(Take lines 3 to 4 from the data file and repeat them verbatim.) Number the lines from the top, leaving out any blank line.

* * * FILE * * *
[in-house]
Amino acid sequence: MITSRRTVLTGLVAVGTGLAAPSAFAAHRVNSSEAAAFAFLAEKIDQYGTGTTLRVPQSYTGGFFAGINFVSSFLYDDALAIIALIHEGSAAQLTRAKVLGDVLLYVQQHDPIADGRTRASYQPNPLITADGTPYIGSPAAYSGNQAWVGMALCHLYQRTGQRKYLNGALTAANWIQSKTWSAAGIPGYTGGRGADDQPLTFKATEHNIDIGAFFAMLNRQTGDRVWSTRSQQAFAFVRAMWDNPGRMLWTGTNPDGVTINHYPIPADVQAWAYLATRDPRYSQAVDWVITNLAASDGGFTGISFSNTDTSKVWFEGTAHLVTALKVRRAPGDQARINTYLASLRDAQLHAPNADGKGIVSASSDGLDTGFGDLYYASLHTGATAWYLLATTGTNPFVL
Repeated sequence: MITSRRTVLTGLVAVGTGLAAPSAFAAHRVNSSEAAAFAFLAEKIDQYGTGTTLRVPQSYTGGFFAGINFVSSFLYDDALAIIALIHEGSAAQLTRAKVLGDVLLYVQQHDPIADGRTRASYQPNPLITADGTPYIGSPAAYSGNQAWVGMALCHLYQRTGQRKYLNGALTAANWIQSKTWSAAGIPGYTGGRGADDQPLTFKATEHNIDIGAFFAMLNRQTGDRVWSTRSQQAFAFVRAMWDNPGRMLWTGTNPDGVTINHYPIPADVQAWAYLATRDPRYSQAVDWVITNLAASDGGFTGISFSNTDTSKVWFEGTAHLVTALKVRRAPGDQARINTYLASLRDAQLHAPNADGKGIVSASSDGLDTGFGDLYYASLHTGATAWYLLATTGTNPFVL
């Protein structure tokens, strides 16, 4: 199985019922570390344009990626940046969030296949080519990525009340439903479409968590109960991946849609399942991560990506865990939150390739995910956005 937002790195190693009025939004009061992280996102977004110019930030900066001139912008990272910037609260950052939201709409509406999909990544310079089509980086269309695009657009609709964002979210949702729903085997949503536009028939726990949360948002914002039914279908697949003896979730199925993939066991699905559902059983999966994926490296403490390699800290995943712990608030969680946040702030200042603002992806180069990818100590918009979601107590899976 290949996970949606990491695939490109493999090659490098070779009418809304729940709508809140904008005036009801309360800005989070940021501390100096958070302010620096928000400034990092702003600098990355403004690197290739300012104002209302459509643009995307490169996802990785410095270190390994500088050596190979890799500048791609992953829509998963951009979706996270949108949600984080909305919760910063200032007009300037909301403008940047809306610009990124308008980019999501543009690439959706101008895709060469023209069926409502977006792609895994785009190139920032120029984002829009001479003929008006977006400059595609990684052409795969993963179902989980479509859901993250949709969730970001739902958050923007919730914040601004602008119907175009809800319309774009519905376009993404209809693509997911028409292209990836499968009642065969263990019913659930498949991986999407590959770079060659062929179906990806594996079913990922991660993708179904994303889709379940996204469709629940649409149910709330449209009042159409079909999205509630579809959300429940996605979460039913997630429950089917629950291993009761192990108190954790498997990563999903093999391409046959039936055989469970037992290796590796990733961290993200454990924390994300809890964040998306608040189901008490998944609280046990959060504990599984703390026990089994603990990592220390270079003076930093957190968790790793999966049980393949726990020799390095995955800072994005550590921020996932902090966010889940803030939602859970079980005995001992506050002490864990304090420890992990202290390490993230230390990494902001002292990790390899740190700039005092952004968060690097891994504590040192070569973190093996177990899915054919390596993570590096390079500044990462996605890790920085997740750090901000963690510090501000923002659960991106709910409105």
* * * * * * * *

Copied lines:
Repeated sequence: MITSRRTVLTGLVAVGTGLAAPSAFAAHRVNSSEAAAFAFLAEKIDQYGTGTTLRVPQSYTGGFFAGINFVSSFLYDDALAIIALIHEGSAAQLTRAKVLGDVLLYVQQHDPIADGRTRASYQPNPLITADGTPYIGSPAAYSGNQAWVGMALCHLYQRTGQRKYLNGALTAANWIQSKTWSAAGIPGYTGGRGADDQPLTFKATEHNIDIGAFFAMLNRQTGDRVWSTRSQQAFAFVRAMWDNPGRMLWTGTNPDGVTINHYPIPADVQAWAYLATRDPRYSQAVDWVITNLAASDGGFTGISFSNTDTSKVWFEGTAHLVTALKVRRAPGDQARINTYLASLRDAQLHAPNADGKGIVSASSDGLDTGFGDLYYASLHTGATAWYLLATTGTNPFVL
């Protein structure tokens, strides 16, 4: 199985019922570390344009990626940046969030296949080519990525009340439903479409968590109960991946849609399942991560990506865990939150390739995910956005 937002790195190693009025939004009061992280996102977004110019930030900066001139912008990272910037609260950052939201709409509406999909990544310079089509980086269309695009657009609709964002979210949702729903085997949503536009028939726990949360948002914002039914279908697949003896979730199925993939066991699905559902059983999966994926490296403490390699800290995943712990608030969680946040702030200042603002992806180069990818100590918009979601107590899976 290949996970949606990491695939490109493999090659490098070779009418809304729940709508809140904008005036009801309360800005989070940021501390100096958070302010620096928000400034990092702003600098990355403004690197290739300012104002209302459509643009995307490169996802990785410095270190390994500088050596190979890799500048791609992953829509998963951009979706996270949108949600984080909305919760910063200032007009300037909301403008940047809306610009990124308008980019999501543009690439959706101008895709060469023209069926409502977006792609895994785009190139920032120029984002829009001479003929008006977006400059595609990684052409795969993963179902989980479509859901993250949709969730970001739902958050923007919730914040601004602008119907175009809800319309774009519905376009993404209809693509997911028409292209990836499968009642065969263990019913659930498949991986999407590959770079060659062929179906990806594996079913990922991660993708179904994303889709379940996204469709629940649409149910709330449209009042159409079909999205509630579809959300429940996605979460039913997630429950089917629950291993009761192990108190954790498997990563999903093999391409046959039936055989469970037992290796590796990733961290993200454990924390994300809890964040998306608040189901008490998944609280046990959060504990599984703390026990089994603990990592220390270079003076930093957190968790790793999966049980393949726990020799390095995955800072994005550590921020996932902090966010889940803030939602859970079980005995001992506050002490864990304090420890992990202290390490993230230390990494902001002292990790390899740190700039005092952004968060690097891994504590040192070569973190093996177990899915054919390596993570590096390079500044990462996605890790920085997740750090901000963690510090501000923002659960991106709910409105």